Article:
What is Roxicet?
Roxicet is a prescription pain medication that is made with a combination of two other medications: oxycodone and acetaminophen. Roxicet is generally used in tablet form or as an oral solution. The usual dosage consists of 325 mg of acetaminophen and just 5 mg of oxycodone for both the tablet and oral versions. According to guidelines, Roxicet is prescribed to treat moderate to severe pain.
Since Roxicet is a highly addictive substance, it is best to consult a physician before using it in any capacity. Before prescribing Roxicet, physicians should review a patient’s full medical history and be especially mindful of whether that patient has a history of substance abuse. Anyone with a history of respiratory illness should not be prescribed Roxicet.
Also, this drug should never be combined with other central nervous system depressants. Roxicet has a tendency to be extremely habit-forming so it is best used in small doses for short-term treatment. Combining Roxicet with other drugs and especially alcohol can be extremely dangerous.
What Does Roxicet Do?
Roxicet is an effective painkiller because of the way it works on the central nervous system. Upon ingestion, the oxycodone in Roxicet will bind to certain nerve receptors in the central nervous system. This inhibits and lessens the transmission of pain and other feelings.
As oxycodone binds to opioid receptors, it changes the way pain signals are sent from the brain to the body. The acetaminophen in Roxicet acts as an analgesic that reduces the production of chemicals called prostaglandins in the brain. These prostaglandins cause inflammation and swelling. Since Roxicet combats pain in multiple ways, with two active ingredients, it can be very effective.
Roxicet use also produces a dopamine response, which in turn forces the body to crave more and more of the drug. This is what makes Roxicet so addictive. Dopamine is a chemical produced naturally in the brain that is associated with euphoria and pleasure. When you use an opioid, the body overproduces dopamine and the body craves more and more-thus producing an addiction.
Roxicet use also slowly suppresses the respiratory system. This occurs due to oxycodone’s effect on the brain. Forcing the body to slow down its essential systems can have dangerous or even deadly side effects and this is yet another reason why Roxicet use needs to be monitored closely.
The time it takes Roxicet to begin working on the brain varies by dosage size as well as additional chemicals ingested. The size of the person taking Roxicet also plays a role. Most people will begin to feel the effects of a “normal” dose of Roxicet in 20-30 minutes.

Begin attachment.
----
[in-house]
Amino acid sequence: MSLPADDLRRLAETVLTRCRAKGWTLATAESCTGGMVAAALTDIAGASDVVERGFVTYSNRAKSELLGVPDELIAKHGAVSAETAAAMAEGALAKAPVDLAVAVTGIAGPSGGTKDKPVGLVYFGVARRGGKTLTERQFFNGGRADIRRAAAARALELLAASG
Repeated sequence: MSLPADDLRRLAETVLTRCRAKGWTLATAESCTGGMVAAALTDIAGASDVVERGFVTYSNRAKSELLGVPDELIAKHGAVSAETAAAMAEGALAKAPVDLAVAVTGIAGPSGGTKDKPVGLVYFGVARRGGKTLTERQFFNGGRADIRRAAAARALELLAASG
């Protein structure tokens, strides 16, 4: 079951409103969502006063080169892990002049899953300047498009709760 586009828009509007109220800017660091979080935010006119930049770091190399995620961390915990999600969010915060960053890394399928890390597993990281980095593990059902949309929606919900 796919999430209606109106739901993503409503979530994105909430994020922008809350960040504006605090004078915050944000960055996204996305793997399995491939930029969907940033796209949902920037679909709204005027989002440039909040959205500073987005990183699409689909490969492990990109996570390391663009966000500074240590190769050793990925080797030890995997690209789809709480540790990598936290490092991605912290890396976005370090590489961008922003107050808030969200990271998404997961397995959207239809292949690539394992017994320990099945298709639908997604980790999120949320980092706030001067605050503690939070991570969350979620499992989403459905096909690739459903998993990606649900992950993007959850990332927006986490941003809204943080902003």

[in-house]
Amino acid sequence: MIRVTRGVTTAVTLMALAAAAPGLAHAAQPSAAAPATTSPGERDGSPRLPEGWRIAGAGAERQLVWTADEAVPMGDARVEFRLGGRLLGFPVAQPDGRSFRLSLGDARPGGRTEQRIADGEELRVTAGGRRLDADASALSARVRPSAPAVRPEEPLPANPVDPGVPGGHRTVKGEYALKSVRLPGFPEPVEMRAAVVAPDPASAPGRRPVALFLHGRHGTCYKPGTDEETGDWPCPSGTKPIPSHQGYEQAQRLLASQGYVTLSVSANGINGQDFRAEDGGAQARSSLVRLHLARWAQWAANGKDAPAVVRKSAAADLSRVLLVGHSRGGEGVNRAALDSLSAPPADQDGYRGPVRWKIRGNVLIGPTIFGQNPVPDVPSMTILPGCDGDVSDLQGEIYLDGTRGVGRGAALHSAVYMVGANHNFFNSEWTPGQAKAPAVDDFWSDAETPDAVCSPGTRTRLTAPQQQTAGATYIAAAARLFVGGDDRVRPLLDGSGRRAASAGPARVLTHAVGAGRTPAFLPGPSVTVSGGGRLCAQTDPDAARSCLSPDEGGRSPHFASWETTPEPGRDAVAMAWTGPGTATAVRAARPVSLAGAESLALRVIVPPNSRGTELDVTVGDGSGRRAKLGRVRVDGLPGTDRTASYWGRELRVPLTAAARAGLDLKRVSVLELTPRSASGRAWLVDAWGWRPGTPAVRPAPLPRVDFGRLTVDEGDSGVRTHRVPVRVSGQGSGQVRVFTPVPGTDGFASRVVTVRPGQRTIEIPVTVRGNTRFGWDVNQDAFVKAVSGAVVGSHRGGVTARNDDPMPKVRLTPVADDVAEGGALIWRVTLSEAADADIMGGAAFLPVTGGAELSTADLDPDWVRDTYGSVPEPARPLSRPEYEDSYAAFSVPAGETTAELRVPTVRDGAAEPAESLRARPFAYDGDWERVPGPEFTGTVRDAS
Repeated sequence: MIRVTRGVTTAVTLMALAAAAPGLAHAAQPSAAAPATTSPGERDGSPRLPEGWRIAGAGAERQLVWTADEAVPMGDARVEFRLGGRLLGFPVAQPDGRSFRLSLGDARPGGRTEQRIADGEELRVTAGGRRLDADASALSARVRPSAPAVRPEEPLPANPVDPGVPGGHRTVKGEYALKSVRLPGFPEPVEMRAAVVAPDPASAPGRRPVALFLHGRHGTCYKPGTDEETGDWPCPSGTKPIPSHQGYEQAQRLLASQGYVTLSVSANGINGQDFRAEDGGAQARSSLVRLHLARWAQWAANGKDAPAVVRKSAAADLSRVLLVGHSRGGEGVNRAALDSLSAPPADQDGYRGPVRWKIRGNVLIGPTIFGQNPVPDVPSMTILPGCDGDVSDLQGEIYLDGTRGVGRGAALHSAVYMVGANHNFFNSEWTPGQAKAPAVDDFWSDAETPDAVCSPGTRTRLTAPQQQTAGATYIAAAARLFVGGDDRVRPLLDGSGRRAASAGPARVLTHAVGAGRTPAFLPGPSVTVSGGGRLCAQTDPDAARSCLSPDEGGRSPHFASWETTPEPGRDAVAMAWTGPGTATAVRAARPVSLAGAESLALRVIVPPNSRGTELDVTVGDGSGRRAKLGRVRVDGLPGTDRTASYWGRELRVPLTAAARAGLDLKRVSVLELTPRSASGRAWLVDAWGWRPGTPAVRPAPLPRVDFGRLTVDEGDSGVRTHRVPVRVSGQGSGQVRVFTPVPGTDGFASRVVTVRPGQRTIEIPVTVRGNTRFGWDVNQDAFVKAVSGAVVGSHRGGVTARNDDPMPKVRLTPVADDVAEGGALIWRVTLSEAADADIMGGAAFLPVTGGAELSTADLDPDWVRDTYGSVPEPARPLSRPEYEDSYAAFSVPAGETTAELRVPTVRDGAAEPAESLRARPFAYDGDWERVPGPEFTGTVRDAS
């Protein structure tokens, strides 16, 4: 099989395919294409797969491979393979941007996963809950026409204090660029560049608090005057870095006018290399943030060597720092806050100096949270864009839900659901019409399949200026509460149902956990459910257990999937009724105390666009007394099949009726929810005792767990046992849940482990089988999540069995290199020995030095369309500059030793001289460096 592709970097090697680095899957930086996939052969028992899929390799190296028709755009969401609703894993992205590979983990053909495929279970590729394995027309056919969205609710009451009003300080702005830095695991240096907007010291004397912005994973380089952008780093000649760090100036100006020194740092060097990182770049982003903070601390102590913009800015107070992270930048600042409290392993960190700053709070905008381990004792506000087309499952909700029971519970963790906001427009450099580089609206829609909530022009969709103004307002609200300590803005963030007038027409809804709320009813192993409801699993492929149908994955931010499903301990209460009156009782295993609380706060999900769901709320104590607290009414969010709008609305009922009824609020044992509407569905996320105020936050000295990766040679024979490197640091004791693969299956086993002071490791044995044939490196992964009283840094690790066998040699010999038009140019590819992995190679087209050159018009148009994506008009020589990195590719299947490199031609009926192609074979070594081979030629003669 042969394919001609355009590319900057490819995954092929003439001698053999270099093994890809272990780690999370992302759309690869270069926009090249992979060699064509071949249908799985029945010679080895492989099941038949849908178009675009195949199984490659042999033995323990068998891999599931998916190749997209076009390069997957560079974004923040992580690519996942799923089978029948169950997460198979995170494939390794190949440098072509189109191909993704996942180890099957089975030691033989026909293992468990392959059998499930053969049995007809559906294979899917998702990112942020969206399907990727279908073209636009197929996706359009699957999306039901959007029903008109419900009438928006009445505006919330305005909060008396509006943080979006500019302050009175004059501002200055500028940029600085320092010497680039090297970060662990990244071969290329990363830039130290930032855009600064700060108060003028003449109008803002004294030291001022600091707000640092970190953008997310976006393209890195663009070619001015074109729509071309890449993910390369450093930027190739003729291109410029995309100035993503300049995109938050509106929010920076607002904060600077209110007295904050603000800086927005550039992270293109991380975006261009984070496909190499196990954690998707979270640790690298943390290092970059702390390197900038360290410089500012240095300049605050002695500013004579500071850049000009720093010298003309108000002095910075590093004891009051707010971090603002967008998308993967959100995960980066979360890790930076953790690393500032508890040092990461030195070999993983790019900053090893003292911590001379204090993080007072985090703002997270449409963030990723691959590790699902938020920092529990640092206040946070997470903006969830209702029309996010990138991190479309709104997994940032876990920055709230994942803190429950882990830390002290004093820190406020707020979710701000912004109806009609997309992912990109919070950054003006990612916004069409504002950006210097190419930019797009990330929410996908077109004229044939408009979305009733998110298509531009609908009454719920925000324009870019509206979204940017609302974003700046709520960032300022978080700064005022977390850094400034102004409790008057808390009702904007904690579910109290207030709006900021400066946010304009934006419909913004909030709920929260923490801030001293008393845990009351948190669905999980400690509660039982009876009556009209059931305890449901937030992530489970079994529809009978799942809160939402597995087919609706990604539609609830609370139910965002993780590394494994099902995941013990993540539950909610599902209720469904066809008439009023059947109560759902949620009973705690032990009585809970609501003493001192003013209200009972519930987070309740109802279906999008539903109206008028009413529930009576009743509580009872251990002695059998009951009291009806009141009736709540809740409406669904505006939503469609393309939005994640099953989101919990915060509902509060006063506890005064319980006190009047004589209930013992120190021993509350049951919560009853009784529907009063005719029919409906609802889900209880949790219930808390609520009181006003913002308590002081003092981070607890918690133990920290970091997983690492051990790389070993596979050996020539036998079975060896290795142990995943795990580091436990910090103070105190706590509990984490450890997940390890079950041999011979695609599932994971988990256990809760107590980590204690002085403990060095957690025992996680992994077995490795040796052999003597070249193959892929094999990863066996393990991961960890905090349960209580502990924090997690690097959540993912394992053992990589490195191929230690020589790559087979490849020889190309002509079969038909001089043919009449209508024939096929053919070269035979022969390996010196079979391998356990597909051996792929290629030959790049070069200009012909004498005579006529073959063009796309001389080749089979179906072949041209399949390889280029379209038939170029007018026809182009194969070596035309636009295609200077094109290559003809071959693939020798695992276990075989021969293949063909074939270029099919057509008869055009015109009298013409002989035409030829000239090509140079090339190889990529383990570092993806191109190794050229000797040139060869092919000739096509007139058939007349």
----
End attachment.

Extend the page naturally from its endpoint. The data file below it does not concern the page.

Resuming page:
Roxicet Use Regulations
Since Roxicet contains oxycodone (an opioid), this drug is considered a controlled substance and is classified as a “Schedule II Drug” by the DEA. Schedule II substances are substances that have acceptable medical uses but also exhibit a higher risk of psychological and physical dependence.
Controlled substances necessitate strict use and prescription guidelines because of their addictive nature. This status also limits the amount of Roxicet that someone can be prescribed and puts guidelines on how Roxicet can be used. The acetaminophen in Roxicet is not part of a controlled substance group, but because Roxicet contains oxycodone, it is still heavily regulated.
The Side Effects of Roxicet Use
Roxicet, like any drug containing an opioid, can produce serious or even deadly side effects. Any medication with opioid ingredients can slow or even stop your breathing and death can occur as a result. Anyone using Roxicet (or any opioid) should seek medical attention immediately if they experience dangerously slow breathing, facial discoloration, or other difficulties.
The acetaminophen in Roxicet can also cause reactions. The most common side effect is skin rash, blisters, or discoloration. Some other side effects of the acetaminophen in Roxicet are stomach issues, light-headedness, and tiredness.
In rare cases, acetaminophen may cause a severe skin reaction that can be fatal. This could occur even if you have taken acetaminophen in the past and had no reaction. Stop taking this medicine and call your doctor right away if you have skin redness or a rash that spreads and causes blistering and peeling. More serious side effects are more likely in older adults and those who are overweight, malnourished, or debilitated.
The opioids present in Roxicet can have serious long-term effects as well. These can include difficulty getting pregnant, bone density deterioration, central nervous system damage, and more.
Opioid Drug Facts
The United States is currently in the grip of a serious and deadly opioid addiction epidemic that has devastated communities across the country. Despite the risks, drugs containing opioids (like Roxicet) are still prescribed every day. Oxycodone is an extremely addictive substance. Oxycodone is present in Roxicet but it is also used in many other common medications. These drugs, such as Percocet and Roxicodone, treat acute pain after surgery or other extreme or longstanding pain.